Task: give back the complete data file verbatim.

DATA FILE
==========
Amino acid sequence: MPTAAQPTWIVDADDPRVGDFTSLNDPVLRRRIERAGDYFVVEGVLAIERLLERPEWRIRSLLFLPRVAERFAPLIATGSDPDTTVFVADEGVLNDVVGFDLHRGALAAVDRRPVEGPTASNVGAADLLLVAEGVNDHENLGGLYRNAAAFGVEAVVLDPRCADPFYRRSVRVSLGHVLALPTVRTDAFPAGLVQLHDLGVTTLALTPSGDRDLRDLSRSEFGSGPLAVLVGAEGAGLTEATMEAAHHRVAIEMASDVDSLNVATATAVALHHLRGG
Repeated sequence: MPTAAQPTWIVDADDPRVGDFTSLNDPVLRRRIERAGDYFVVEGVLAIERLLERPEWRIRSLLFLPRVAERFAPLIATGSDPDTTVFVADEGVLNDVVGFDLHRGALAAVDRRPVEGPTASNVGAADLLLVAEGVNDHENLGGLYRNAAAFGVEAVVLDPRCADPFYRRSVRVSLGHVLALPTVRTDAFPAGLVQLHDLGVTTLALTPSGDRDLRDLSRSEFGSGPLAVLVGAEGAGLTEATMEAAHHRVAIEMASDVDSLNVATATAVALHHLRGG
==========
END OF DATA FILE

Amino acid sequence: MPTAAQPTWIVDADDPRVGDFTSLNDPVLRRRIERAGDYFVVEGVLAIERLLERPEWRIRSLLFLPRVAERFAPLIATGSDPDTTVFVADEGVLNDVVGFDLHRGALAAVDRRPVEGPTASNVGAADLLLVAEGVNDHENLGGLYRNAAAFGVEAVVLDPRCADPFYRRSVRVSLGHVLALPTVRTDAFPAGLVQLHDLGVTTLALTPSGDRDLRDLSRSEFGSGPLAVLVGAEGAGLTEATMEAAHHRVAIEMASDVDSLNVATATAVALHHLRGG
Repeated sequence: MPTAAQPTWIVDADDPRVGDFTSLNDPVLRRRIERAGDYFVVEGVLAIERLLERPEWRIRSLLFLPRVAERFAPLIATGSDPDTTVFVADEGVLNDVVGFDLHRGALAAVDRRPVEGPTASNVGAADLLLVAEGVNDHENLGGLYRNAAAFGVEAVVLDPRCADPFYRRSVRVSLGHVLALPTVRTDAFPAGLVQLHDLGVTTLALTPSGDRDLRDLSRSEFGSGPLAVLVGAEGAGLTEATMEAAHHRVAIEMASDVDSLNVATATAVALHHLRGG